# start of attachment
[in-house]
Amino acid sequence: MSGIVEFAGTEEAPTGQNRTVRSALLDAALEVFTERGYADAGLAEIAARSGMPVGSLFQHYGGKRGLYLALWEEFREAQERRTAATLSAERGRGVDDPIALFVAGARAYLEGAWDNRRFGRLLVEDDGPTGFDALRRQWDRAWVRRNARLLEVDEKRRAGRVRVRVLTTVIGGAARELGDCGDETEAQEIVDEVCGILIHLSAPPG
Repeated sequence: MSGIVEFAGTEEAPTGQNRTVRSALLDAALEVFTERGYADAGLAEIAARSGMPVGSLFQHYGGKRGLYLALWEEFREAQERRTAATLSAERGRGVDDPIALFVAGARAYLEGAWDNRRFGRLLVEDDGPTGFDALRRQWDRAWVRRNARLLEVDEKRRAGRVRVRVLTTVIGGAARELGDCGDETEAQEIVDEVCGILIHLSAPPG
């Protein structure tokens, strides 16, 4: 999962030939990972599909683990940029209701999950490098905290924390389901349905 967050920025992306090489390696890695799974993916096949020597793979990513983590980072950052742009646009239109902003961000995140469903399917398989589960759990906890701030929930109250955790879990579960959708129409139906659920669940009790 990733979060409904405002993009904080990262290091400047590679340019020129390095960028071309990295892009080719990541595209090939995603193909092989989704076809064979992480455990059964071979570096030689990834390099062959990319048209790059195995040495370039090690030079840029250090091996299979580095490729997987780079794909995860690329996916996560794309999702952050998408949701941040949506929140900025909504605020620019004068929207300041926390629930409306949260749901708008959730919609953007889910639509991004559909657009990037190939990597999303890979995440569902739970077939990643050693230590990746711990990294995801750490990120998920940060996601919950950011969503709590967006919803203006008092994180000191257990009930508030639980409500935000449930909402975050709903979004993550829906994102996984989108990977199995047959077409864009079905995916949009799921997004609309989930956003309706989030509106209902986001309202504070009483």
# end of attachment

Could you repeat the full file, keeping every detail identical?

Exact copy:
[in-house]
Amino acid sequence: MSGIVEFAGTEEAPTGQNRTVRSALLDAALEVFTERGYADAGLAEIAARSGMPVGSLFQHYGGKRGLYLALWEEFREAQERRTAATLSAERGRGVDDPIALFVAGARAYLEGAWDNRRFGRLLVEDDGPTGFDALRRQWDRAWVRRNARLLEVDEKRRAGRVRVRVLTTVIGGAARELGDCGDETEAQEIVDEVCGILIHLSAPPG
Repeated sequence: MSGIVEFAGTEEAPTGQNRTVRSALLDAALEVFTERGYADAGLAEIAARSGMPVGSLFQHYGGKRGLYLALWEEFREAQERRTAATLSAERGRGVDDPIALFVAGARAYLEGAWDNRRFGRLLVEDDGPTGFDALRRQWDRAWVRRNARLLEVDEKRRAGRVRVRVLTTVIGGAARELGDCGDETEAQEIVDEVCGILIHLSAPPG
């Protein structure tokens, strides 16, 4: 999962030939990972599909683990940029209701999950490098905290924390389901349905 967050920025992306090489390696890695799974993916096949020597793979990513983590980072950052742009646009239109902003961000995140469903399917398989589960759990906890701030929930109250955790879990579960959708129409139906659920669940009790 990733979060409904405002993009904080990262290091400047590679340019020129390095960028071309990295892009080719990541595209090939995603193909092989989704076809064979992480455990059964071979570096030689990834390099062959990319048209790059195995040495370039090690030079840029250090091996299979580095490729997987780079794909995860690329996916996560794309999702952050998408949701941040949506929140900025909504605020620019004068929207300041926390629930409306949260749901708008959730919609953007889910639509991004559909657009990037190939990597999303890979995440569902739970077939990643050693230590990746711990990294995801750490990120998920940060996601919950950011969503709590967006919803203006008092994180000191257990009930508030639980409500935000449930909402975050709903979004993550829906994102996984989108990977199995047959077409864009079905995916949009799921997004609309989930956003309706989030509106209902986001309202504070009483």